The 22-Minute Discipline Solution

Yes, it's spending time with your kids. No, it's not how you think.
teaching discipline

Don Diaz

Ask my kids, Conrad, 9, and Dashiell, 6, the days of the week, and they'll say: Sunday, Funday, Tuesday, Wednesday, Thursday, Friday, and Saturday. "Funday" is Monday, specifically evening, when we have our weekly family meeting. After dinner the four of us sit in the living room and hash out whatever is happening at home. It might sound hokey, like an emergency measure Mike Brady would take if Cindy lost her Kitty Karry-All doll, but bear with me.

It all started two years ago, when I was doing some research for a parenting workshop at Dashiell's school and interviewed Jane Nelsen, Ed.D., author of Positive Discipline. I mentioned that when it comes to discipline, things in our house tended to escalate from gentle reminders to nagging to threats to yelling -- a cycle that was ineffective and wearing everyone out. "Do you have family meetings?" she asked.

I explained that we talk to one another at dinner or in the car on the way to school: "It's not like we're in a crisis; we don't need to meet." "How's that working for you?" Dr. Nelsen asked. I had a flashback to the blowup the boys had over which toys they had to clean up -- the ones that were theirs or the ones they had played with? "We're still fine-tuning it," I mumbled to her. She gave it to me straight: "Talking at dinner is great, but family meetings give you a process that allows you to tackle the nitty-gritty business of living in the same house. What happens in families is that everyone wants to use their power, and they will use it in one way or another. By having a family meeting, you are giving everyone an opportunity to use his or her power in a useful and respectful way."

We were tired of our discipline power struggle, and in September 2010 we held our first family meeting. It took only 22 minutes, two minutes to wrangle the kids into the living room and 20 minutes to hash out everything on our minds. These meetings have become the WD-40 for our creaky family machinery, as well as an opportunity to celebrate the good stuff. Our lives are still full of missed buses, messy rooms, and allowance debates, but managing it all is a lot less noisy because the meeting gives us time every week to talk about what is happening at home. It's where we remind the kids that walking the dog after school is their responsibility, talk about what we want to do when we visit my husband David's mom on spring break, and go over the playdate and soccer-practice schedule for the week. The payoff is a collective ability to deal with change and conflict in a way that brings us closer. It doesn't solve everything; we revisit the issues of screen time and how to clean up the playroom almost every week -- but it's okay, because we are talking and not fighting about it.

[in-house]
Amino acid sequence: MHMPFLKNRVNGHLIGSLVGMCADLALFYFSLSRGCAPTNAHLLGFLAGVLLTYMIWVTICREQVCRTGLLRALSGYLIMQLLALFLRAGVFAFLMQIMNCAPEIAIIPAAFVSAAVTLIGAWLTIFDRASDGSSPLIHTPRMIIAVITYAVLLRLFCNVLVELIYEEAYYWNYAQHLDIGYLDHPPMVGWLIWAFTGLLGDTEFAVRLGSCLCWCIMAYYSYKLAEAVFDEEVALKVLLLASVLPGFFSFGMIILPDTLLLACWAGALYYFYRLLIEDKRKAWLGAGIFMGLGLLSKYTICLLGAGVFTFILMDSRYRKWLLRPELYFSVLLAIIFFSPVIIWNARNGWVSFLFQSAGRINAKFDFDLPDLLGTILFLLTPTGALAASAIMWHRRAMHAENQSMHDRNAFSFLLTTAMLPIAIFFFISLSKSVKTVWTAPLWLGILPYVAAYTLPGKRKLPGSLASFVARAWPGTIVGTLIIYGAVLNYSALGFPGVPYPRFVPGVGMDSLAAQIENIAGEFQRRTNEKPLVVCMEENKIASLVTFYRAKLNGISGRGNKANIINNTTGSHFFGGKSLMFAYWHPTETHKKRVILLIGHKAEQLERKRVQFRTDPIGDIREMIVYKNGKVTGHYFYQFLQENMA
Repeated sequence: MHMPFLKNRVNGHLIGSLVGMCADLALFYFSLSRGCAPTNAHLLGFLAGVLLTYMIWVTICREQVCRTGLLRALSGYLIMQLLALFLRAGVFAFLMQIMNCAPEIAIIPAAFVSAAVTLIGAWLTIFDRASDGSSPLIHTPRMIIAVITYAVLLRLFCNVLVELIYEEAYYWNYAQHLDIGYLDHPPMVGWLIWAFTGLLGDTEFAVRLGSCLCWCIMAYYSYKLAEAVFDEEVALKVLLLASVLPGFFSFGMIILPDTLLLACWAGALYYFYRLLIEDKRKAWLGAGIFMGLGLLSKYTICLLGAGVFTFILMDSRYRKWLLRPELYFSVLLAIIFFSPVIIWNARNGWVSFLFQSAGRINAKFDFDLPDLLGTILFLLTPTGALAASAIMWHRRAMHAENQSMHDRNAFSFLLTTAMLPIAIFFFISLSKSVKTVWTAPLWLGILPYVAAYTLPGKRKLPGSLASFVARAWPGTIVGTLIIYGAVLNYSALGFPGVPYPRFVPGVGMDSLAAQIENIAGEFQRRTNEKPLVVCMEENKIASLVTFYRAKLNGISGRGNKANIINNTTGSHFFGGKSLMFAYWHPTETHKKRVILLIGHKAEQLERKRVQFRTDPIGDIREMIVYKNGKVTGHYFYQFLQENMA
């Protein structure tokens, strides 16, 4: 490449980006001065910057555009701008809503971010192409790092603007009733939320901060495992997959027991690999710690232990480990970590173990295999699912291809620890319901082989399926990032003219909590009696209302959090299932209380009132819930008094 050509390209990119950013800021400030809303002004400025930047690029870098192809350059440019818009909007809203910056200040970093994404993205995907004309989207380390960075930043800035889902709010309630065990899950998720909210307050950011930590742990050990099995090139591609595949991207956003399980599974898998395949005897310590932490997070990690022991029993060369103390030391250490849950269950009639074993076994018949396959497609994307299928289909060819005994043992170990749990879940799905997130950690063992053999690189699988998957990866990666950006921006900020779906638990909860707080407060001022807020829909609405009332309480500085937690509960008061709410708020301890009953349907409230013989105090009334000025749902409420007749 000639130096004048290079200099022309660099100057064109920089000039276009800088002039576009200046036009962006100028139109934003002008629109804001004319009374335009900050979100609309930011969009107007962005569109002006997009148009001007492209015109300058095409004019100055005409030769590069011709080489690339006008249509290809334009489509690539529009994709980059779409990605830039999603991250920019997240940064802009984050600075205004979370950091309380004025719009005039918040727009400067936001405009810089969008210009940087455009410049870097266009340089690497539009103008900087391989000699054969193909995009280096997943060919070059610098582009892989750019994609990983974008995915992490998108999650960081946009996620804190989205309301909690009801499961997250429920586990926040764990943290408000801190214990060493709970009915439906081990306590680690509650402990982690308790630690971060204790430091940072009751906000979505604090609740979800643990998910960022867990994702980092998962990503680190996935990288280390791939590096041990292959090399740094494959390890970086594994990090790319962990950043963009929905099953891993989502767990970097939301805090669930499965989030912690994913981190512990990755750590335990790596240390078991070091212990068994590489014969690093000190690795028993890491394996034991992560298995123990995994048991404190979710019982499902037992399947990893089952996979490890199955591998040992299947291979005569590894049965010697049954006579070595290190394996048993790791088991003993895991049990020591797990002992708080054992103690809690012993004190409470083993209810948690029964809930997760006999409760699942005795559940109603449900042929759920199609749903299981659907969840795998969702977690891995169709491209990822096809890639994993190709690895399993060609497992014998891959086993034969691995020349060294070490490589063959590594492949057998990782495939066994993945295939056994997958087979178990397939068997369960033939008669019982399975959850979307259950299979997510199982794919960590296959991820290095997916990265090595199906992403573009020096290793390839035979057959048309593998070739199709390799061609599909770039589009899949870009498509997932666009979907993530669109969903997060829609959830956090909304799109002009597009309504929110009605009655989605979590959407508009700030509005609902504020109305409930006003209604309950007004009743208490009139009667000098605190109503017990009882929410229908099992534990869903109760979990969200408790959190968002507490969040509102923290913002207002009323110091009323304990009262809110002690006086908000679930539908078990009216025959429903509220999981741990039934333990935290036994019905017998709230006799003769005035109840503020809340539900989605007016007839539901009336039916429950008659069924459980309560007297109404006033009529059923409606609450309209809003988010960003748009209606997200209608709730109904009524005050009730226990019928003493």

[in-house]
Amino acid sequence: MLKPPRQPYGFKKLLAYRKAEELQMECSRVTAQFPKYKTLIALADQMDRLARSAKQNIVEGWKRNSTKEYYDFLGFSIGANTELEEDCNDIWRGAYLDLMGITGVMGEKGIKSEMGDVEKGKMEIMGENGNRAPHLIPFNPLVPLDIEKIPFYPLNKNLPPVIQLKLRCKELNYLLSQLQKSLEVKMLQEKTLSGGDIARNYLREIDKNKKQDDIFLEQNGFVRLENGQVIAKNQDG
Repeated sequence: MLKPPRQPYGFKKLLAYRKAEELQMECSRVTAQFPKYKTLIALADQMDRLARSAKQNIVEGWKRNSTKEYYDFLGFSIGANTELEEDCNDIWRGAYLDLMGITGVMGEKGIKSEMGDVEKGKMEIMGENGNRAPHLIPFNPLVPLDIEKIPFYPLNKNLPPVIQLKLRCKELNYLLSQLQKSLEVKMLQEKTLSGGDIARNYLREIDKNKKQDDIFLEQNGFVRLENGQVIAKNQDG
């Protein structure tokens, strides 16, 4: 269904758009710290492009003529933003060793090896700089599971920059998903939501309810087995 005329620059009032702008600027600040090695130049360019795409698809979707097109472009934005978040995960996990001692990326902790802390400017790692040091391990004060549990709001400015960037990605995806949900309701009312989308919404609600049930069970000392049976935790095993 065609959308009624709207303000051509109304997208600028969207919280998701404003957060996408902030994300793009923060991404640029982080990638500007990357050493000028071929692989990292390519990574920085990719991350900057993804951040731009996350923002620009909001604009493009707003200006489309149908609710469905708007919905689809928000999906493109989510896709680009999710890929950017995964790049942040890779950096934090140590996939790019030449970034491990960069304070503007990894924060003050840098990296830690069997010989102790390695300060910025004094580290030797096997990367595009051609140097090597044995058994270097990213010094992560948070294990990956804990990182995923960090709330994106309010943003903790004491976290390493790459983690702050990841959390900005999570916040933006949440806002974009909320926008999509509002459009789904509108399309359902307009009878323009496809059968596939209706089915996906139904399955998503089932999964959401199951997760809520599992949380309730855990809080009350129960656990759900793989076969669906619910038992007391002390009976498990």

Your Family-Meeting Instruction Manual

Make a Schedule Pick a day of the week when you can all sit down for half an hour. For us, it was Monday, which we renamed Funday to make it feel special. Once this day is selected, you need to stick to it and meet at the same time every week. "A set day and time lets your kids know that it's one of the most important items on your calendar and that your family is number one on your priority list," says Dr. Nelsen. If you move the date around, the meeting loses its gravitas and you'll be less likely to make it a habit.

Invite Participants When we had our first meeting Dash was only 4 -- an ideal age to start, Dr. Nelsen says, because 4-year-olds love to solve problems. If you have children under 4, it's best to have the meeting with the rest of the family after their bedtime, she advises. David and I were skeptical that either child would be able to sit through a meeting, and we put a wager on how long they would last. We sat down in the living room and let our phones ring and text messages go unanswered. Much to our surprise, the boys noticed that they had our attention and the meeting went on for about as long as an episode of Batman: The Brave and the Bold. We were amazed, but Dr. Nelsen wasn't. "They stuck with it because having a meeting made them feel important and that they belonged," she said.

Book a "Conference Room" You may be tempted to have the meeting during dinner, especially if, like us, you don't get to eat together as often as you'd like. The problem is that it's hard to address tough topics, such as why no one is allowed to wake Mom and Dad before 7 a.m. on the weekend, while cleaning up spilled milk and telling your younger son to stop kicking his brother under the table. Choose a time that's not mealtime, and in terms of location, the living room or around the kitchen table -- free of distractions like TV and toys, if at all possible -- is ideal.

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